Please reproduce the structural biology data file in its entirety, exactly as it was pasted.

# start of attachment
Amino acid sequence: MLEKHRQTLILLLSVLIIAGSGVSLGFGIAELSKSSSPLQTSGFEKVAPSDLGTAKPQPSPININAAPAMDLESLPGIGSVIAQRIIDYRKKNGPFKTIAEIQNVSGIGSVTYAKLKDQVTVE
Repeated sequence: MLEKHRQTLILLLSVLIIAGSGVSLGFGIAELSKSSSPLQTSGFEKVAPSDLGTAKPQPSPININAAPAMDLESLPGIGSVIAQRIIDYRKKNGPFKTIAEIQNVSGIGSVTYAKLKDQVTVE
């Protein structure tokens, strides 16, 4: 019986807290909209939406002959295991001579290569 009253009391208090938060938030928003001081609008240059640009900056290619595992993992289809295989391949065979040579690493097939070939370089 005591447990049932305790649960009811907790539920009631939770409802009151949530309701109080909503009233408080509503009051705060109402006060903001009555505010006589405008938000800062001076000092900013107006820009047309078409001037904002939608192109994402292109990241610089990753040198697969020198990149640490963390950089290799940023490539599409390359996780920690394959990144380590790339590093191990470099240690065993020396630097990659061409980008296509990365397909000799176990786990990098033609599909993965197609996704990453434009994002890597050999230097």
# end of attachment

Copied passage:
Amino acid sequence: MLEKHRQTLILLLSVLIIAGSGVSLGFGIAELSKSSSPLQTSGFEKVAPSDLGTAKPQPSPININAAPAMDLESLPGIGSVIAQRIIDYRKKNGPFKTIAEIQNVSGIGSVTYAKLKDQVTVE
Repeated sequence: MLEKHRQTLILLLSVLIIAGSGVSLGFGIAELSKSSSPLQTSGFEKVAPSDLGTAKPQPSPININAAPAMDLESLPGIGSVIAQRIIDYRKKNGPFKTIAEIQNVSGIGSVTYAKLKDQVTVE
């Protein structure tokens, strides 16, 4: 019986807290909209939406002959295991001579290569 009253009391208090938060938030928003001081609008240059640009900056290619595992993992289809295989391949065979040579690493097939070939370089 005591447990049932305790649960009811907790539920009631939770409802009151949530309701109080909503009233408080509503009051705060109402006060903001009555505010006589405008938000800062001076000092900013107006820009047309078409001037904002939608192109994402292109990241610089990753040198697969020198990149640490963390950089290799940023490539599409390359996780920690394959990144380590790339590093191990470099240690065993020396630097990659061409980008296509990365397909000799176990786990990098033609599909993965197609996704990453434009994002890597050999230097």